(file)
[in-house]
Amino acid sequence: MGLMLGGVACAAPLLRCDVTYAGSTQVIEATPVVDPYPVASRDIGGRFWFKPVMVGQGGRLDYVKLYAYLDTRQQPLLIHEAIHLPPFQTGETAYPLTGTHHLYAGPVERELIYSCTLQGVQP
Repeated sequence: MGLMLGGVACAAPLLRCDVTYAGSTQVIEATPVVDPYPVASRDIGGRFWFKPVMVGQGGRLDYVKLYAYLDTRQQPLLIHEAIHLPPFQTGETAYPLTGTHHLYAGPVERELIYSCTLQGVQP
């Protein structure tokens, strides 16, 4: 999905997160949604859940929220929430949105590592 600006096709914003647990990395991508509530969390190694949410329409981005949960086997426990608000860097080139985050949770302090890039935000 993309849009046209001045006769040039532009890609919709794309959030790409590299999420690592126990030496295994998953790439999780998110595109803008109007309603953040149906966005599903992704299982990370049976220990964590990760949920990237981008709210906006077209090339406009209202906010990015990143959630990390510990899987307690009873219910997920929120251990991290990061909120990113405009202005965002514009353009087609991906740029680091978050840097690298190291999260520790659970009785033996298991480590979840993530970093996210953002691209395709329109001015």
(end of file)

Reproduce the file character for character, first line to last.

[in-house]
Amino acid sequence: MGLMLGGVACAAPLLRCDVTYAGSTQVIEATPVVDPYPVASRDIGGRFWFKPVMVGQGGRLDYVKLYAYLDTRQQPLLIHEAIHLPPFQTGETAYPLTGTHHLYAGPVERELIYSCTLQGVQP
Repeated sequence: MGLMLGGVACAAPLLRCDVTYAGSTQVIEATPVVDPYPVASRDIGGRFWFKPVMVGQGGRLDYVKLYAYLDTRQQPLLIHEAIHLPPFQTGETAYPLTGTHHLYAGPVERELIYSCTLQGVQP
């Protein structure tokens, strides 16, 4: 999905997160949604859940929220929430949105590592 600006096709914003647990990395991508509530969390190694949410329409981005949960086997426990608000860097080139985050949770302090890039935000 993309849009046209001045006769040039532009890609919709794309959030790409590299999420690592126990030496295994998953790439999780998110595109803008109007309603953040149906966005599903992704299982990370049976220990964590990760949920990237981008709210906006077209090339406009209202906010990015990143959630990390510990899987307690009873219910997920929120251990991290990061909120990113405009202005965002514009353009087609991906740029680091978050840097690298190291999260520790659970009785033996298991480590979840993530970093996210953002691209395709329109001015």